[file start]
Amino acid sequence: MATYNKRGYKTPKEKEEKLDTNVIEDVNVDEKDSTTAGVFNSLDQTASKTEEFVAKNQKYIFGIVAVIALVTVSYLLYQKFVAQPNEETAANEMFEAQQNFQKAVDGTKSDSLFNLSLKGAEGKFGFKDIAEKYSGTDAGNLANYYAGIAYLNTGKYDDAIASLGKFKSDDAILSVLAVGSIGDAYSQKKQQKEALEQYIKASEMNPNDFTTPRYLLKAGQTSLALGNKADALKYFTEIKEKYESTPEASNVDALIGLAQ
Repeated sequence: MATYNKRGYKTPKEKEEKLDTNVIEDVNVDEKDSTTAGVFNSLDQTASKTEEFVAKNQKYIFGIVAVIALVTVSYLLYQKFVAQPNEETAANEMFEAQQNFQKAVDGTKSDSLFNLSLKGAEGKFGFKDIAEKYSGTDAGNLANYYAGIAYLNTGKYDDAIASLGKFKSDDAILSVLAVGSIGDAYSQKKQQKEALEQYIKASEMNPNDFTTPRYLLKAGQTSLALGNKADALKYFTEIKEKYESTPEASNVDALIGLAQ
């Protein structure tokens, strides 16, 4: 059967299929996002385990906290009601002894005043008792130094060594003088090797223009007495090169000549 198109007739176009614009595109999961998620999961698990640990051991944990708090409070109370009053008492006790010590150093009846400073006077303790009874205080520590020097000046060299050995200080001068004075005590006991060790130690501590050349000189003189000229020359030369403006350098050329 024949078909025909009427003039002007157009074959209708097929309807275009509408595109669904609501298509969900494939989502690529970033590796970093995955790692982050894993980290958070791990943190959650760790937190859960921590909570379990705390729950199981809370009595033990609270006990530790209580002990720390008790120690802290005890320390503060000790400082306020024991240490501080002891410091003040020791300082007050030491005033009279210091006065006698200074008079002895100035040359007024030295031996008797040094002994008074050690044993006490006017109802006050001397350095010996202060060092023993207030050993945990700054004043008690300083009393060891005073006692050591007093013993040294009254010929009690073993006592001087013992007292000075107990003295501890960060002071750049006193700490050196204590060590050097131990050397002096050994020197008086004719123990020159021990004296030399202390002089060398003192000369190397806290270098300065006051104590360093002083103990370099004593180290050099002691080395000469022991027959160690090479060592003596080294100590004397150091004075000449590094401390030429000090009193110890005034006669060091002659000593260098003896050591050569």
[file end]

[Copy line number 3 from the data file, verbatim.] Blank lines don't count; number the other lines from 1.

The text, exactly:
């Protein structure tokens, strides 16, 4: 059967299929996002385990906290009601002894005043008792130094060594003088090797223009007495090169000549 198109007739176009614009595109999961998620999961698990640990051991944990708090409070109370009053008492006790010590150093009846400073006077303790009874205080520590020097000046060299050995200080001068004075005590006991060790130690501590050349000189003189000229020359030369403006350098050329 024949078909025909009427003039002007157009074959209708097929309807275009509408595109669904609501298509969900494939989502690529970033590796970093995955790692982050894993980290958070791990943190959650760790937190859960921590909570379990705390729950199981809370009595033990609270006990530790209580002990720390008790120690802290005890320390503060000790400082306020024991240490501080002891410091003040020791300082007050030491005033009279210091006065006698200074008079002895100035040359007024030295031996008797040094002994008074050690044993006490006017109802006050001397350095010996202060060092023993207030050993945990700054004043008690300083009393060891005073006692050591007093013993040294009254010929009690073993006592001087013992007292000075107990003295501890960060002071750049006193700490050196204590060590050097131990050397002096050994020197008086004719123990020159021990004296030399202390002089060398003192000369190397806290270098300065006051104590360093002083103990370099004593180290050099002691080395000469022991027959160690090479060592003596080294100590004397150091004075000449590094401390030429000090009193110890005034006669060091002659000593260098003896050591050569």